AHEAD’s aim is to improve the number of students with disabilities studying engineering and show students and future employers that engineering needs all sorts of people.
There is a growing awareness that if any profession is to be creative and on top of its game – the right people make all the difference. Recent research ‘Powering economic growth: Attracting more young women into science and technology’ – carried out by STEM Accenture Research stated that the findings were not only important for the education sector but also important for industry, if together, obstacles are to be removed which have so far served to minimise the involvement of young women in the STEM area.
One of the many factors raised was ‘influence ambiguity’ – the idea that those who influence career aspirations might inadvertently contribute to assumptions and beliefs about who is the best ‘fit’.
I wonder if this could also be the case for students with disabilities? Do we really believe that they have something to contribute to engineering and STEM careers? Do current engineers and employers contribute to these assumptions?
Currently there are almost 2,700 students with disabilities studying STEM courses with different talents, hopes and aspirations for their future careers (‘AHEAD Survey on Participation Rates of Students with Disabilities in Higher Education in Ireland 2013/14’).
There are 975 students with disabilities in engineering courses alone, just six per cent of all engineering students. AHEAD’s aim is to improve this figure and show students and future employers that engineering needs all sorts of people.
|"Placement is most of all about opportunity, every one of us can relate to ‘opportunity’. After all, if you never get an opportunity you’ll never know what you are great at."
The potential of students with disabilities
AHEAD is the Association for Higher Education Access and Disability and has a vision whereby all students with disabilities can attend higher education and realise their potential. Willing Able Mentoring (WAM) is a work placement programme run by AHEAD that aims to promote access to the labour market for graduates with disabilities and build the capacity of employers to integrate disability into the mainstream workplace. It acts as a conduit of learning between higher education and the world of work in relation to the transitioning of graduates with disabilities.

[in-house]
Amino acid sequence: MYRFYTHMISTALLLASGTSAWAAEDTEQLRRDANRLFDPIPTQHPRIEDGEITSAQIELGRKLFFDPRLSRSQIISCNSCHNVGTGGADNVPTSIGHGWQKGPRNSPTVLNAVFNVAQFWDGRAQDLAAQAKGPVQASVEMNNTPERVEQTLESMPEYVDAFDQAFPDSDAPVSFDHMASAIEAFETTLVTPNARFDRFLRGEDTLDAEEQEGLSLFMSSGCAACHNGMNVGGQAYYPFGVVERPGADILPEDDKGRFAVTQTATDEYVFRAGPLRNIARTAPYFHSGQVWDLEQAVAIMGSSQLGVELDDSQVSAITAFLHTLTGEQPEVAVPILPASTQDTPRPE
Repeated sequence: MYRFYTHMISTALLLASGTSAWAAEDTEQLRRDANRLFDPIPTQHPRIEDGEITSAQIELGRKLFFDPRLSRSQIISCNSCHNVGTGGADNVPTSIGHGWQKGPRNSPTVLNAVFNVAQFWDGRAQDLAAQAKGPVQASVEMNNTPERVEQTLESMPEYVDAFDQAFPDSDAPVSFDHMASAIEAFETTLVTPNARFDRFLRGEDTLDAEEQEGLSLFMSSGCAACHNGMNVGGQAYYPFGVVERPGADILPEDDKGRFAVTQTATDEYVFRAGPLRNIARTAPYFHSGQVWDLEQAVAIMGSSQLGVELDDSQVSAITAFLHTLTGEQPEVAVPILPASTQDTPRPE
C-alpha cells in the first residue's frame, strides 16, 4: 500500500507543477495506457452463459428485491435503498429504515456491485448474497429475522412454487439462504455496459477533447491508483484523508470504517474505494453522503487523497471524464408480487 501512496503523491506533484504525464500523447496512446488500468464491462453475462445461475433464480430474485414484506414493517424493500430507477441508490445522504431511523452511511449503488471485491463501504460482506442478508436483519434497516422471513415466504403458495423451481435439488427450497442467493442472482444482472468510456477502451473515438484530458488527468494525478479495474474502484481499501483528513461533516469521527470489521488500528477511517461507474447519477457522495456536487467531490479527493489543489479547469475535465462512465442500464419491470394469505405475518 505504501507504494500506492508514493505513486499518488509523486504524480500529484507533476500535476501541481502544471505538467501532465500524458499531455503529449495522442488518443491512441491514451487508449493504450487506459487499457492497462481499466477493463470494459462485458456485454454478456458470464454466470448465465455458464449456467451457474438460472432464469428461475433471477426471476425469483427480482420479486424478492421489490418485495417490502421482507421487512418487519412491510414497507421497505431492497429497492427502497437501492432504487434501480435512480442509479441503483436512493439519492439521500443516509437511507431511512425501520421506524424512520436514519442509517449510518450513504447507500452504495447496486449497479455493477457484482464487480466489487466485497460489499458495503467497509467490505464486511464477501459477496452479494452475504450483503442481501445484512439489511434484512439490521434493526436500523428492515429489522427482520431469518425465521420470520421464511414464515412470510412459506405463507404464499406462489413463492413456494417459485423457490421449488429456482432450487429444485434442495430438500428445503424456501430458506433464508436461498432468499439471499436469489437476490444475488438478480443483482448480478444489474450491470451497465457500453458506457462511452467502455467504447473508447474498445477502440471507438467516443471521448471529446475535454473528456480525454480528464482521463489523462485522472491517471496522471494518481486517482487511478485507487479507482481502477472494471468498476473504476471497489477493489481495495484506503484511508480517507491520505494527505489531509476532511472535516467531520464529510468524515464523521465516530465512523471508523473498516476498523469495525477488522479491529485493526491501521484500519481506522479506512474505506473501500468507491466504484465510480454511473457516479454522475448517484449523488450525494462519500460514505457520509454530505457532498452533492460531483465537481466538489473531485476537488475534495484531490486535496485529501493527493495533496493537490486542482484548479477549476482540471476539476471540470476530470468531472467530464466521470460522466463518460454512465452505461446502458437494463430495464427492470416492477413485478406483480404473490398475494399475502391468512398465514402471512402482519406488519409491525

There are many reasons why this target group should be seriously considered and included in the message that engineering is for all. A graduate with a disability might present differently, but they are naturally a group of creative thinkers, team players, flexible and adaptable – they have to be. Most importantly, they are used to thinking outside the box. So what is the issue? Are these not the very attributes that employers seek out and recruit?
Perhaps the more difficult question is that if engineering needs more diversity – how do we do it in a meaningful way?
One small step would be to offer a placement opportunity specifically to students with a disability – this one action may sound simple but having worked for over 10 years with employers we know this not to be the case. We also know that it contributes greatly to changing cultures, practices and challenging unconscious bias. It creates positive learning opportunities for a team, a division and a company.
What is a placement and what are the benefits?
But what is a placement? A placement is time spent in an industry with a view to developing practical skills. Sometimes it is optional as part of a course and sometimes it may even be after graduation. It is often a credited part of the degree but whether it is or not the experience itself is still invaluable.
Industrial placement recruitment is competitive and involves company visits and interviews.
While there is support from the faculty in preparing CVs, refining interview techniques and projects such as WAM for employers – where a student with a disability is competing with their peers they somehow are just not ‘the right fit’, or there is someone ‘better on the day’. While this may really be the case – it is unfortunately all too often the case.
The benefits of placement – for any student are well known:
- It is an opportunity for practical experience in an industry – they can never be really clued up on what a job entails until they have been working practically in that role. Equally an employer can never really know how someone will perform until they engage in the work;